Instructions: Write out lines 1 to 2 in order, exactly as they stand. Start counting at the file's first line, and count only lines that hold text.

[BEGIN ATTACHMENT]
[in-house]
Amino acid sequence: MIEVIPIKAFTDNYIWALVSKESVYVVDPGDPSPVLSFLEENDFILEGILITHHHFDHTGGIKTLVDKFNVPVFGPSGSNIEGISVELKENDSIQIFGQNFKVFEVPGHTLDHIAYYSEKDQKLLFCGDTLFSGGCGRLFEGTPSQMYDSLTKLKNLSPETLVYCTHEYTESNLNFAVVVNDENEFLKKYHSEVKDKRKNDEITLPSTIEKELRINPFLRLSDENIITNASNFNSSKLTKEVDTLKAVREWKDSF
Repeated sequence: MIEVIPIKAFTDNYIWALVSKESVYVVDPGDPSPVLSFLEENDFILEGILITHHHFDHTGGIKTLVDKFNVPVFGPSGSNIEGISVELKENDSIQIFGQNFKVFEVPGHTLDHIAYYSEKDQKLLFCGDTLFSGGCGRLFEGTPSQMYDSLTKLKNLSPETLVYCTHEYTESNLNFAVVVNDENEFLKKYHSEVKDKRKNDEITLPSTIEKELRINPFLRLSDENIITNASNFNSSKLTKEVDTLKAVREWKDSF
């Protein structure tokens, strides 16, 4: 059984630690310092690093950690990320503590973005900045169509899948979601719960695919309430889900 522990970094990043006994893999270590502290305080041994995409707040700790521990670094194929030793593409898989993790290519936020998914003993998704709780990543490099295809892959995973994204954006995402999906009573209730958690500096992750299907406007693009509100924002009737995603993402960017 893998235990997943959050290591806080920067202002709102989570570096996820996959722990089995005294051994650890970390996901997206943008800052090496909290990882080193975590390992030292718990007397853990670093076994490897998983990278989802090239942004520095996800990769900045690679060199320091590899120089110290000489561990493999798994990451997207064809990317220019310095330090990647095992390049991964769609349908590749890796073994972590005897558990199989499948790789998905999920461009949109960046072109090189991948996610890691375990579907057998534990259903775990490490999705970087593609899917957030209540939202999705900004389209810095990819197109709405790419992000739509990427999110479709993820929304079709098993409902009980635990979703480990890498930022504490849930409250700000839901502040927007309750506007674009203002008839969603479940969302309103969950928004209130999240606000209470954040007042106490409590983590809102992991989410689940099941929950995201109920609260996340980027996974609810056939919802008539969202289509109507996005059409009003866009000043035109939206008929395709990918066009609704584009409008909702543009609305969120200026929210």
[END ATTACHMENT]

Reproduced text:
[in-house]
Amino acid sequence: MIEVIPIKAFTDNYIWALVSKESVYVVDPGDPSPVLSFLEENDFILEGILITHHHFDHTGGIKTLVDKFNVPVFGPSGSNIEGISVELKENDSIQIFGQNFKVFEVPGHTLDHIAYYSEKDQKLLFCGDTLFSGGCGRLFEGTPSQMYDSLTKLKNLSPETLVYCTHEYTESNLNFAVVVNDENEFLKKYHSEVKDKRKNDEITLPSTIEKELRINPFLRLSDENIITNASNFNSSKLTKEVDTLKAVREWKDSF